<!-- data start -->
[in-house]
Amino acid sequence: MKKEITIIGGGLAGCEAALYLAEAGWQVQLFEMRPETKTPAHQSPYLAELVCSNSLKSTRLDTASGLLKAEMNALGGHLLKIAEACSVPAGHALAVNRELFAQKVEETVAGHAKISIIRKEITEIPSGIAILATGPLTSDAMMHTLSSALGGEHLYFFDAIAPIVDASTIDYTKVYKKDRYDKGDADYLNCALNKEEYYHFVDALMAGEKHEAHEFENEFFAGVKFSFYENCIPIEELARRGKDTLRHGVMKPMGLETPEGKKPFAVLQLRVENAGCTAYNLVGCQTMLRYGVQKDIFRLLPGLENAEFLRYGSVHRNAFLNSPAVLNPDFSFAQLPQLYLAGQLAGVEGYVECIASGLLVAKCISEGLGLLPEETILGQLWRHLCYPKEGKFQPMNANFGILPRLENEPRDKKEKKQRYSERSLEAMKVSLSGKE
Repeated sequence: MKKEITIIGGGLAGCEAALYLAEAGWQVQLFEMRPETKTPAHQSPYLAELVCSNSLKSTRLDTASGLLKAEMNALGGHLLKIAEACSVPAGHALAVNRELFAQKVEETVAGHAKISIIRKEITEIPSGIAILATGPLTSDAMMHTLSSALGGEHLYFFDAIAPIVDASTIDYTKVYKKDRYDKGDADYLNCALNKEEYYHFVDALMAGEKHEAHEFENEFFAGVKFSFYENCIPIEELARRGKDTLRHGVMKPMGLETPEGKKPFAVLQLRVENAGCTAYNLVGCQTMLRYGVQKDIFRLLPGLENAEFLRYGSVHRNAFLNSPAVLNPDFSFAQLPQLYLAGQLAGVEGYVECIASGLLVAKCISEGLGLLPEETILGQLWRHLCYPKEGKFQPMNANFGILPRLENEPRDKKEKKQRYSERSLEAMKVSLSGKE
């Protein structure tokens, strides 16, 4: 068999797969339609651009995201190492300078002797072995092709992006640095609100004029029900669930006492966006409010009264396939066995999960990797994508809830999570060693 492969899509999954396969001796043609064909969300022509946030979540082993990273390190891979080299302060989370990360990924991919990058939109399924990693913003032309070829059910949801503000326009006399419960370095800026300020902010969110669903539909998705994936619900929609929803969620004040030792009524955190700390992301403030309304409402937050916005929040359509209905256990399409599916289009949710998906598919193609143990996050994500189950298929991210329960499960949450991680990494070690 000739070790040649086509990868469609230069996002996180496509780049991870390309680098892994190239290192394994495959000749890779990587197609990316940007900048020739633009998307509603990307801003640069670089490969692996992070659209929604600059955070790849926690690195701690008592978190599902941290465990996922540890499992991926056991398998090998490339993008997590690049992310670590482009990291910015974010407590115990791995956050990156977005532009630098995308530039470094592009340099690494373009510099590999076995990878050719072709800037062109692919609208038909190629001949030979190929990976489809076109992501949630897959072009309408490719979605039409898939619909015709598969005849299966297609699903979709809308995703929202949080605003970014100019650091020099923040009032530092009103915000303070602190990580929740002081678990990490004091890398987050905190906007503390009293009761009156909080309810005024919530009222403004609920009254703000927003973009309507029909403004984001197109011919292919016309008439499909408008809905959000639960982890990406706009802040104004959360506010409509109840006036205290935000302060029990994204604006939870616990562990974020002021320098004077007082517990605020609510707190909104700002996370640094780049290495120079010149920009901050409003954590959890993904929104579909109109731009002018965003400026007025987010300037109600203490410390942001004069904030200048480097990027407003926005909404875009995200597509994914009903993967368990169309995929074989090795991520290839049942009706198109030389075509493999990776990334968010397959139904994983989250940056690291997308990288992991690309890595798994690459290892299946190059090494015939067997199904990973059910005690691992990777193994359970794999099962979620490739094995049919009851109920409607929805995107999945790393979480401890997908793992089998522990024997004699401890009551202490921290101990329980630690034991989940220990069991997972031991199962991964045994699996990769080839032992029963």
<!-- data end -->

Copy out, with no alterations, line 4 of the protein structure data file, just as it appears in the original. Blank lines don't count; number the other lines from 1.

């Protein structure tokens, strides 16, 4: 068999797969339609651009995201190492300078002797072995092709992006640095609100004029029900669930006492966006409010009264396939066995999960990797994508809830999570060693 492969899509999954396969001796043609064909969300022509946030979540082993990273390190891979080299302060989370990360990924991919990058939109399924990693913003032309070829059910949801503000326009006399419960370095800026300020902010969110669903539909998705994936619900929609929803969620004040030792009524955190700390992301403030309304409402937050916005929040359509209905256990399409599916289009949710998906598919193609143990996050994500189950298929991210329960499960949450991680990494070690 000739070790040649086509990868469609230069996002996180496509780049991870390309680098892994190239290192394994495959000749890779990587197609990316940007900048020739633009998307509603990307801003640069670089490969692996992070659209929604600059955070790849926690690195701690008592978190599902941290465990996922540890499992991926056991398998090998490339993008997590690049992310670590482009990291910015974010407590115990791995956050990156977005532009630098995308530039470094592009340099690494373009510099590999076995990878050719072709800037062109692919609208038909190629001949030979190929990976489809076109992501949630897959072009309408490719979605039409898939619909015709598969005849299966297609699903979709809308995703929202949080605003970014100019650091020099923040009032530092009103915000303070602190990580929740002081678990990490004091890398987050905190906007503390009293009761009156909080309810005024919530009222403004609920009254703000927003973009309507029909403004984001197109011919292919016309008439499909408008809905959000639960982890990406706009802040104004959360506010409509109840006036205290935000302060029990994204604006939870616990562990974020002021320098004077007082517990605020609510707190909104700002996370640094780049290495120079010149920009901050409003954590959890993904929104579909109109731009002018965003400026007025987010300037109600203490410390942001004069904030200048480097990027407003926005909404875009995200597509994914009903993967368990169309995929074989090795991520290839049942009706198109030389075509493999990776990334968010397959139904994983989250940056690291997308990288992991690309890595798994690459290892299946190059090494015939067997199904990973059910005690691992990777193994359970794999099962979620490739094995049919009851109920409607929805995107999945790393979480401890997908793992089998522990024997004699401890009551202490921290101990329980630690034991989940220990069991997972031991199962991964045994699996990769080839032992029963």